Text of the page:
2.2. However, when doubt exists about the exact meaning of a feature in a claim of a granted patent the description and drawings shall be used to interpret the claims (Article 69(1) EPC).

In this respect, it is clearly set out in the description in column 1, lines 62 to 65 that the present invention is distinguished by constructional features which make it capable of working entirely in response to various fluid pressures. No references to mechanically exerted control forces are referred to anywhere in the specification. Therefore, even if there would be doubt whether mechanically exerted control forces were covered by the definition in Claim 1, in the context of the patent specification the feature "control pressure from the pump" can, in the Board's opinion, only be interpreted as a fluid pressure of the pump. Since neither in the claim nor in the description auxiliary means are referred to it must also be a fluid pressure originating in the pump itself.

2.3. Considering now whether the control pressure is a pressure related to the suction or pressure side of the pump the Board draws attention to the definition of the control valve in Claim 1. This valve is defined as a directly controlled diaphragm (depicted in Figures 4 and 5 of the patent under discussion) and for functioning as a valve in the manner as claimed it needs a connection to the pressure side of the pump. A connection to the suction side is excluded because of the fact that the pressure on the diaphragm for cutting off admission of gas to the chamber (24) must be higher than the pressure working on the opposite side of the diaphragm which pressure is, before closing of the control valve, higher than the pressure in the fluid flow passageway (14) connected to the suction side of the pump. Again, nothing else is disclosed or hinted to in the patent specification.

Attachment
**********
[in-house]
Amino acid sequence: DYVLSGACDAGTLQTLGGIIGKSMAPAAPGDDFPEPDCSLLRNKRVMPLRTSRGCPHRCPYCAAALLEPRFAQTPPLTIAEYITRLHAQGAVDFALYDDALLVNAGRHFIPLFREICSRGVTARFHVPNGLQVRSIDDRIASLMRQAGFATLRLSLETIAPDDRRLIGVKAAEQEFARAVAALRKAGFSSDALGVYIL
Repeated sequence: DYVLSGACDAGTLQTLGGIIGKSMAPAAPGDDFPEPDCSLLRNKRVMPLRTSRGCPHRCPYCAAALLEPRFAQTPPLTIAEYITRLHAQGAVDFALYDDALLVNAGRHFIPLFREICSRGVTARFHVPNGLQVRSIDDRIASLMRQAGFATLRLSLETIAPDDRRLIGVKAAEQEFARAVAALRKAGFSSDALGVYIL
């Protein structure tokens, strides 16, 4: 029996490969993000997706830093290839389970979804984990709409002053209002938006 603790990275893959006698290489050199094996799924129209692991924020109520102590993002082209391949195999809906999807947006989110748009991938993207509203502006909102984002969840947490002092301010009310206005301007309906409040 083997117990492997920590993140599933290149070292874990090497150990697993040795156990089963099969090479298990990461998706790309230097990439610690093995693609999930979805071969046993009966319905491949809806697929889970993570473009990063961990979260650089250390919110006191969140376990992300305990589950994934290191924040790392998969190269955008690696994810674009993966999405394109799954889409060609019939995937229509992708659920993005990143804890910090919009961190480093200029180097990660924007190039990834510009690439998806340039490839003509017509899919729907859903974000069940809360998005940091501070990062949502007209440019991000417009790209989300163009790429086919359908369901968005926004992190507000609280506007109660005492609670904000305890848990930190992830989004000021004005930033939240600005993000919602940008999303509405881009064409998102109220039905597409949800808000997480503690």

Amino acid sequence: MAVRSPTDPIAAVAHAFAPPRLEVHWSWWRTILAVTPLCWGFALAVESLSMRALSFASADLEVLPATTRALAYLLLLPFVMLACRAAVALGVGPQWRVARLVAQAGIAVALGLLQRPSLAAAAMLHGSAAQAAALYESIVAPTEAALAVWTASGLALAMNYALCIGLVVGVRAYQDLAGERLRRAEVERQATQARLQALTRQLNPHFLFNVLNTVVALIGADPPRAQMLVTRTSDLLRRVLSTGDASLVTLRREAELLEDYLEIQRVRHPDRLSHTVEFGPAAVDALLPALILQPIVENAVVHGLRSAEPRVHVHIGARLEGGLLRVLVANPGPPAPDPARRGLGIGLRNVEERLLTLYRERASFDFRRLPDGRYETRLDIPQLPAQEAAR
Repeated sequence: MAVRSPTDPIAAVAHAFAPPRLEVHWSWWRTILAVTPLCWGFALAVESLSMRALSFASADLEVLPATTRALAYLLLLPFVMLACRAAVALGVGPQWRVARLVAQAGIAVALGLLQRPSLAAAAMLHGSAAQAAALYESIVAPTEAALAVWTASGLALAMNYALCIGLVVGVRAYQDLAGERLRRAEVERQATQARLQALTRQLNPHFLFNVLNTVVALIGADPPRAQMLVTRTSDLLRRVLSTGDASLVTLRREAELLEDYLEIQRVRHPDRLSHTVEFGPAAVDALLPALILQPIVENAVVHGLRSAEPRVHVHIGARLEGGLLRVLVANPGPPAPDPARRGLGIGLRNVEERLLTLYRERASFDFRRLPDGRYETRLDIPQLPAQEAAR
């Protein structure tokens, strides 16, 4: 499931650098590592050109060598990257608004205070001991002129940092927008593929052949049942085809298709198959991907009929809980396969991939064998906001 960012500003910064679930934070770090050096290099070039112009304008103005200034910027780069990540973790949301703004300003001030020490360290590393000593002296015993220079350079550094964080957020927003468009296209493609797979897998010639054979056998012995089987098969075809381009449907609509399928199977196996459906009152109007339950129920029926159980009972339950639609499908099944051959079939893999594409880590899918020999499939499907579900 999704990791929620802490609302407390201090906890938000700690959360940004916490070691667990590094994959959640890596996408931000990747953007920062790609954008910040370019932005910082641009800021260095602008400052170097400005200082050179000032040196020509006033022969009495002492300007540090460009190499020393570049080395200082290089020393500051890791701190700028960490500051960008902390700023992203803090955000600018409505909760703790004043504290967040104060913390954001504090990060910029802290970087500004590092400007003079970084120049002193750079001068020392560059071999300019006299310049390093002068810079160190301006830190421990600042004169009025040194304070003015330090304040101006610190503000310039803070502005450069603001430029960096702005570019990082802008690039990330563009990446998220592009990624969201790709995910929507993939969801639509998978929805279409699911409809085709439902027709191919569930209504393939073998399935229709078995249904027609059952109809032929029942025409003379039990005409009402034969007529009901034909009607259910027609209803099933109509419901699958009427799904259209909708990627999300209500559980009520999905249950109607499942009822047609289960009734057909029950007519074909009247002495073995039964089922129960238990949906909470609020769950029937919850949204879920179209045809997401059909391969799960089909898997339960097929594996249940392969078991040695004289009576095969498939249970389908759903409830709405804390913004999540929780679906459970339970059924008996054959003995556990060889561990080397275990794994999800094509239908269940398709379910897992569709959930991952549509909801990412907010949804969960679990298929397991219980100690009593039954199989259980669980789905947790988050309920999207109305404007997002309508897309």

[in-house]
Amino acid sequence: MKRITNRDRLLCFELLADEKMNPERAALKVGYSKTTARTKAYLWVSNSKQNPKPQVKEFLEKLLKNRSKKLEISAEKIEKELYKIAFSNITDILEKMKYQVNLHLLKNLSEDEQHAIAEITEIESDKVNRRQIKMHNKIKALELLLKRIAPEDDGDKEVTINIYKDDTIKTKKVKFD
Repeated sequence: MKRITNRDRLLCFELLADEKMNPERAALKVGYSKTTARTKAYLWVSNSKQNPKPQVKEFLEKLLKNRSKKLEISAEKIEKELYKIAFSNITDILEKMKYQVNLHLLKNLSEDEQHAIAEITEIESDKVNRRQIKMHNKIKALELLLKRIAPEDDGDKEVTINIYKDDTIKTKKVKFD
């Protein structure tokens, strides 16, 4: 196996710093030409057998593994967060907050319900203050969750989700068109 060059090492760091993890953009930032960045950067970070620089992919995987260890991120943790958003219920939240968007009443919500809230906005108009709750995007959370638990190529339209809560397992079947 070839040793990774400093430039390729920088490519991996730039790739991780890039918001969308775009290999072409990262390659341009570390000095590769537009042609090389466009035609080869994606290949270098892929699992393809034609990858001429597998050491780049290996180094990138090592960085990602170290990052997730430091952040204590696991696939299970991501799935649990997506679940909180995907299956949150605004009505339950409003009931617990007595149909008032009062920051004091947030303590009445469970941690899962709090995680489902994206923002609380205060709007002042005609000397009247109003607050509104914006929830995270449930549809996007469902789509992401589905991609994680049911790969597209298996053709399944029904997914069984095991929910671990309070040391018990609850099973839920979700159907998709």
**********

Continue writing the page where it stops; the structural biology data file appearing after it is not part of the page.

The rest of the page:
2.4. Therefore, in view of the above conclusion, when considering the subject-matter of Claim 1 with respect to the substantive requirements of novelty and inventive step this interpretation of its features is used as a basis for this further examination.